- Compliance Metrics: Can you disable a user account in 24 hours? Do you have an accurate inventory of all your assets? Do you document your changes and releases? What kind of fire suppression system is in your data center? Are you doing the things your auditor told you to do? Does your auditor have actual experience hacking or defending a network? Unlikely. Do whatever you need to do to avoid fines, but those same things won’t avoid threat actors.
- Hyperbole Metrics: These are the huge numbers that mean nothing. Our organization defended against 3 billion attacks last quarter! Santé! Actually, the NGFW and email gateway just dropped them. Those “attacks” were untargeted, not a serious threat and not applicable to systems inside the firewall. Hyperbole metrics can also give a wrong sense of a team’s actual work efforts. A team spends a LOT of time preventing and responding to a much smaller volume of more significant events. But it’s hard to draw attention to 30 when there is a 3,000,000,000 in the same dashboard. We painted ourselves into a corner with hyperbole metrics, because now the Board thinks they actually mean something and they expect to see them. If we can transition to something more meaningful, we can phase out Hyperbole metrics.
- SecOps Metrics: It makes sense to trend types of incidents, tickets worked & closed, etc. It helps us adjust resources and tuning priorities. But while I’m at it, can we stop being obsessed with DWELL TIME? You can’t consistently capture it unless you’re consistently getting compromised! I sincerely hope that’s not a monthly, quarterly, or even annual thing for you.
Metrics that Tie Back to Threat Actors
In 2019 I first wrote about the concept of Threat Resilience Metrics (TRM). Their raison d’être is to fill the “so what” gap in hygiene and hyperbole metrics, and to help teams establish their measurement of a Threat-Driven security program, as opposed to compliance, politics, or any other thing less important than protecting the organization against threat actors.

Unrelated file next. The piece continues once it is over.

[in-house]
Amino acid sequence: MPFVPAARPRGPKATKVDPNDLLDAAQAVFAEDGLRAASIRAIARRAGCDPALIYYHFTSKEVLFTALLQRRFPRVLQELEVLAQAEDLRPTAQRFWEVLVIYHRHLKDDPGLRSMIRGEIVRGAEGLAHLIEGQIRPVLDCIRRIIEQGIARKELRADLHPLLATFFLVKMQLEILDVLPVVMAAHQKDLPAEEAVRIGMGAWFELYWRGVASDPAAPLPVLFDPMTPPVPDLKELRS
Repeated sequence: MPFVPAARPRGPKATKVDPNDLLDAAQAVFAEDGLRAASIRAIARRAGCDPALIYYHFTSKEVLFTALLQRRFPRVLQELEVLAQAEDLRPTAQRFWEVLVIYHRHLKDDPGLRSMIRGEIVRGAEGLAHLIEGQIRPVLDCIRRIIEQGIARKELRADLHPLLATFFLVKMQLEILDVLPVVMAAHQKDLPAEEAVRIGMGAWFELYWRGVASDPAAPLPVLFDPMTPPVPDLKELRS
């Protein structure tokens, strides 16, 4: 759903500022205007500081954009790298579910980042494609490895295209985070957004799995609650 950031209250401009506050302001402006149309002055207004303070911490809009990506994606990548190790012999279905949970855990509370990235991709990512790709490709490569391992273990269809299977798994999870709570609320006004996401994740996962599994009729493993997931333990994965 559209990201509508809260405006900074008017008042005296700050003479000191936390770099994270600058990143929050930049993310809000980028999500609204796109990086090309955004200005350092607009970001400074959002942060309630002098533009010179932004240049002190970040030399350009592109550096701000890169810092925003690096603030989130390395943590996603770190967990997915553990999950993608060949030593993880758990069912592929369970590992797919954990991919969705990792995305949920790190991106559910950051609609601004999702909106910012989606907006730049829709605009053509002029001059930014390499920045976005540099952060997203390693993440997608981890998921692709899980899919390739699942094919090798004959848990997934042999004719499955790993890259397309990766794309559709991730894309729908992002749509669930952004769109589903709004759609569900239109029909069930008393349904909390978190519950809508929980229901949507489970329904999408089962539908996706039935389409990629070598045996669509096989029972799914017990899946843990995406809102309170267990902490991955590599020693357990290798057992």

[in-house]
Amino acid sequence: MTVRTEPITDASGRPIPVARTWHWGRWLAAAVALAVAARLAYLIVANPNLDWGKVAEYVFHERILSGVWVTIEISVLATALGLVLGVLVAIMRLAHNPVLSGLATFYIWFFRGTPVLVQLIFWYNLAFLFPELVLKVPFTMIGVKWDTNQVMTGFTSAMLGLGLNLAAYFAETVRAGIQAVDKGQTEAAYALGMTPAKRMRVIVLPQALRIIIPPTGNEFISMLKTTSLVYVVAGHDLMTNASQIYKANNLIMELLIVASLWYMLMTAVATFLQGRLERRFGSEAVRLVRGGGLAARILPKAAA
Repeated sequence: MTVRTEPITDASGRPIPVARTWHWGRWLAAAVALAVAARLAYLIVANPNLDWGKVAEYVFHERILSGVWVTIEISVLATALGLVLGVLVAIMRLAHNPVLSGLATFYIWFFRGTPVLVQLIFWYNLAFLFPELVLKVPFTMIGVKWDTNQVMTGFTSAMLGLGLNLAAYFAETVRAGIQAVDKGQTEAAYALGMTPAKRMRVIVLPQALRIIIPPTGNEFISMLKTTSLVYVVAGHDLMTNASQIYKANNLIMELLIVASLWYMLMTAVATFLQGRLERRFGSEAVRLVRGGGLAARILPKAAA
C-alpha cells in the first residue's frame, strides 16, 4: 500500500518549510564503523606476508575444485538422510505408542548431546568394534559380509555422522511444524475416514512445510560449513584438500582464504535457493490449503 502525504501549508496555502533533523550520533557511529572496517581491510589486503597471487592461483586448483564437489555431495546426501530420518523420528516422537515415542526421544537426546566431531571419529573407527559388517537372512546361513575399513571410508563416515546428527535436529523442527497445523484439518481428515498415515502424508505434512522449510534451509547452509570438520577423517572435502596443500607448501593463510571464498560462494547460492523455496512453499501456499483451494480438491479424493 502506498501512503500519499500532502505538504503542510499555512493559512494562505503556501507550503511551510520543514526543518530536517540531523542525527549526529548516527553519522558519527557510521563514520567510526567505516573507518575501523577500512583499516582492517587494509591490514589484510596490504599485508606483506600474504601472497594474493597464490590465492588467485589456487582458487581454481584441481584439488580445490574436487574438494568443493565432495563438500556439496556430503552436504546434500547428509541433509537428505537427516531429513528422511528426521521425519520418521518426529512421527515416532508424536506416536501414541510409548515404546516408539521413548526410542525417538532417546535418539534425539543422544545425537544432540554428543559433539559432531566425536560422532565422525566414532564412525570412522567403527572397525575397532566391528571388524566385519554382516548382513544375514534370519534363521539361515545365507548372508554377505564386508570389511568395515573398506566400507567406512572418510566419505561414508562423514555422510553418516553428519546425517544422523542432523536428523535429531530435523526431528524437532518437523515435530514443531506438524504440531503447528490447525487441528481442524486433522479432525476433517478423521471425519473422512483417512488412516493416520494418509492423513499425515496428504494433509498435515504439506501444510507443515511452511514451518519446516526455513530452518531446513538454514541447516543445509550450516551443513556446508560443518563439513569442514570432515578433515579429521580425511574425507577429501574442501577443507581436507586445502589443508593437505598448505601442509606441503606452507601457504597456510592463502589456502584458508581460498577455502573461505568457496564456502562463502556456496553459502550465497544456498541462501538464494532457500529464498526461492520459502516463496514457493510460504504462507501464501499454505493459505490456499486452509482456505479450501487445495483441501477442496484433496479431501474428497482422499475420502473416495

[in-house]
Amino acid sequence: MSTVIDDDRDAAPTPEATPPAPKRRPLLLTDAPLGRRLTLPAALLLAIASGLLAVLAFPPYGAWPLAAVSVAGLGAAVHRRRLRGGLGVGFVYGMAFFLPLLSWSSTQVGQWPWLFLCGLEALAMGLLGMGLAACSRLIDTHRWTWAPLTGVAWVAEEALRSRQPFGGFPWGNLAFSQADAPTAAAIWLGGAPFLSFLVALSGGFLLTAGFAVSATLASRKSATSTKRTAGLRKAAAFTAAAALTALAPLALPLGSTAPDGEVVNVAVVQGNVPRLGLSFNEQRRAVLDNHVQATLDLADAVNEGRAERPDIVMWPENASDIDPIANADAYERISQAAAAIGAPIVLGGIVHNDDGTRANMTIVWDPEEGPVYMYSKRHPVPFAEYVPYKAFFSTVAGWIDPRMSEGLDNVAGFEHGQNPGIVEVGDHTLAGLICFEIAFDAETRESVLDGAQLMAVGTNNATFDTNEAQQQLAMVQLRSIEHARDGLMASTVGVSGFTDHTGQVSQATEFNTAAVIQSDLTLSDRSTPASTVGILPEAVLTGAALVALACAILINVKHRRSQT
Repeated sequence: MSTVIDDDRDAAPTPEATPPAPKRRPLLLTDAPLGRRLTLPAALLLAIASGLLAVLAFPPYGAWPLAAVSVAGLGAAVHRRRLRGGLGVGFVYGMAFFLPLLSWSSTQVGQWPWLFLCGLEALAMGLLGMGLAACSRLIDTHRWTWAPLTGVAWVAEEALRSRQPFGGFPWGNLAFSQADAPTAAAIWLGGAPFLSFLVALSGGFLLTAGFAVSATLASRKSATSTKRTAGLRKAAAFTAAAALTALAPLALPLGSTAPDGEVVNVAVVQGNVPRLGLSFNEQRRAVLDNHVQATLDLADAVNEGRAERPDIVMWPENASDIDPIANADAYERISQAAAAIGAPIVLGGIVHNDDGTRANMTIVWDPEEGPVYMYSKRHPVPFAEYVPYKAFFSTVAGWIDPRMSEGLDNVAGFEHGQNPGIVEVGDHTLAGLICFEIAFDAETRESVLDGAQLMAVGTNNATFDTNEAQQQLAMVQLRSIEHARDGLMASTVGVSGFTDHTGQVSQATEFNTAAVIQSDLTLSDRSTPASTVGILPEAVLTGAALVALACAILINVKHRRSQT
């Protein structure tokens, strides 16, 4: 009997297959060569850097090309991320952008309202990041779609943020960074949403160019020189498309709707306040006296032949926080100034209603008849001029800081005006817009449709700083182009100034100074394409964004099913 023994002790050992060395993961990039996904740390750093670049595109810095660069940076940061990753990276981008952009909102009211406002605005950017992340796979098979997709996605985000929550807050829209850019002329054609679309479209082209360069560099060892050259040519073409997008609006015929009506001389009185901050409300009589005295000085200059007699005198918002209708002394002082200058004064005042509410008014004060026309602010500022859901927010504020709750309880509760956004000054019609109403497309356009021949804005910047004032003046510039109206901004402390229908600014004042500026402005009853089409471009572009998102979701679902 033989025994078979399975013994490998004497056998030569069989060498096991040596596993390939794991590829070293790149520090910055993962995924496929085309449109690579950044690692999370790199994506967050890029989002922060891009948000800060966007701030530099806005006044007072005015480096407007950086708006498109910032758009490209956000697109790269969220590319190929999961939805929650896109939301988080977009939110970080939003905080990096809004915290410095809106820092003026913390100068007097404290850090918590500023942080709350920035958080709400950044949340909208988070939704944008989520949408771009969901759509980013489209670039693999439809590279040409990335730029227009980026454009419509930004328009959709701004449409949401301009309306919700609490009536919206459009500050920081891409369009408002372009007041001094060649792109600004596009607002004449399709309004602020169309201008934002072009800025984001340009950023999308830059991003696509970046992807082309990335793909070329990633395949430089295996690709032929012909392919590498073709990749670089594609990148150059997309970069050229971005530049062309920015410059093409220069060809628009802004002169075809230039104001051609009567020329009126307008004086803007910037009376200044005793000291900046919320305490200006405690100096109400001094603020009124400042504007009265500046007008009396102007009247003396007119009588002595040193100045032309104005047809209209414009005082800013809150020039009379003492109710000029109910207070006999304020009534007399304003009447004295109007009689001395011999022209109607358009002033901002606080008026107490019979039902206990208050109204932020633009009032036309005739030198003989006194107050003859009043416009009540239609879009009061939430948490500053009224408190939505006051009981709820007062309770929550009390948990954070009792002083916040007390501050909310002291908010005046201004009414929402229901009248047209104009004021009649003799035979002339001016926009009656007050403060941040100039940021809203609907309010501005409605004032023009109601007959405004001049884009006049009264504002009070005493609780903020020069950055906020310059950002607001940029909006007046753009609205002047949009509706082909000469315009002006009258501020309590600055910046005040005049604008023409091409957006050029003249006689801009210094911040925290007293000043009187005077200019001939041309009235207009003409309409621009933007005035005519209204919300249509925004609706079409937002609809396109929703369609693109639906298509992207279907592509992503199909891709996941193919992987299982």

Threat Resilience Metrics: WHAT – WHEN – HOW?
- A purposeful, prioritized way to align to MITRE ATT&CK.
- A way to describe your security program’s readiness to protect, detect and respond to threat actors.
- A way to obtain a meaningful benchmark in your industry or smaller circle of trust.
- You (maybe): But we’re not mature enough.
- Me (always): You won’t be mature until you take your first snapshot and understand where your controls can be proven to block, detect and create actionable alerts for your SOC.
- Purple Teams. Call it something else if you must (adversary simulation, etc.).
- Collaborative, open-book work with red, blue, and GRC all weighing in on test case outcomes (GRC should redefine its scope to be a part of these types of exercises – more on that another time).
- Limited automation. Sorry vendors, this is not a single button click.
- The core of the TRM is a single value, a percentage. Specifically, the percentage of test cases “passed”.
Metrics that Tie Back to Threat Actors, How?
Start with a common denominator. In order to prioritize alignment to MITRE ATT&CK and specific threat actor techniques, we need to agree to which techniques matter the most. We’ve tackled this and have a solution to share with you. The solution is an Index of MITRE ATT&CK which is a representative sample of ATT&CK and does not try to emulate too much, and certainly not all of it. It’s an Index just like the S&P, the Dow Jones, etc. It changes over time with threats but never tries to describe every threat at once.